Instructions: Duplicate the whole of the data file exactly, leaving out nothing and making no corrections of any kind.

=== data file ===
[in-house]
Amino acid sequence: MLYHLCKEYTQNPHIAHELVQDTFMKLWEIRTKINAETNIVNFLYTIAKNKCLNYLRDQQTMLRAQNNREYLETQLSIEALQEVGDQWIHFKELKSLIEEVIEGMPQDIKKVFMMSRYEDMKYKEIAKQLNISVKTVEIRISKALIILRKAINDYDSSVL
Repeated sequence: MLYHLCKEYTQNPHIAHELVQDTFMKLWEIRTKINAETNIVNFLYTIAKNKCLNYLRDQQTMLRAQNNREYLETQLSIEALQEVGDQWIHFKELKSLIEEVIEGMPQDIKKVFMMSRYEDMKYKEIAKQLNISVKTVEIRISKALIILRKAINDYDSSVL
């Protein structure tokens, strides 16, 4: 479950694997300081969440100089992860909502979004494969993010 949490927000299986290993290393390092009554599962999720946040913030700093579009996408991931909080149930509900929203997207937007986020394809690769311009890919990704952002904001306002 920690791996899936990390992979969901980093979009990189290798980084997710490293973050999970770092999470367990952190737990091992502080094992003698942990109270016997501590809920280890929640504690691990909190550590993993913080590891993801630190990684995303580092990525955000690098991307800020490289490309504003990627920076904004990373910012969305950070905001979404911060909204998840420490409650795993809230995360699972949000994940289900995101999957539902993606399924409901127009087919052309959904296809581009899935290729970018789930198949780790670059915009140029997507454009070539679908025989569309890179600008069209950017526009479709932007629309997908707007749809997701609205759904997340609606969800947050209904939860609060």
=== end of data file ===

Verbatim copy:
[in-house]
Amino acid sequence: MLYHLCKEYTQNPHIAHELVQDTFMKLWEIRTKINAETNIVNFLYTIAKNKCLNYLRDQQTMLRAQNNREYLETQLSIEALQEVGDQWIHFKELKSLIEEVIEGMPQDIKKVFMMSRYEDMKYKEIAKQLNISVKTVEIRISKALIILRKAINDYDSSVL
Repeated sequence: MLYHLCKEYTQNPHIAHELVQDTFMKLWEIRTKINAETNIVNFLYTIAKNKCLNYLRDQQTMLRAQNNREYLETQLSIEALQEVGDQWIHFKELKSLIEEVIEGMPQDIKKVFMMSRYEDMKYKEIAKQLNISVKTVEIRISKALIILRKAINDYDSSVL
């Protein structure tokens, strides 16, 4: 479950694997300081969440100089992860909502979004494969993010 949490927000299986290993290393390092009554599962999720946040913030700093579009996408991931909080149930509900929203997207937007986020394809690769311009890919990704952002904001306002 920690791996899936990390992979969901980093979009990189290798980084997710490293973050999970770092999470367990952190737990091992502080094992003698942990109270016997501590809920280890929640504690691990909190550590993993913080590891993801630190990684995303580092990525955000690098991307800020490289490309504003990627920076904004990373910012969305950070905001979404911060909204998840420490409650795993809230995360699972949000994940289900995101999957539902993606399924409901127009087919052309959904296809581009899935290729970018789930198949780790670059915009140029997507454009070539679908025989569309890179600008069209950017526009479709932007629309997908707007749809997701609205759904997340609606969800947050209904939860609060």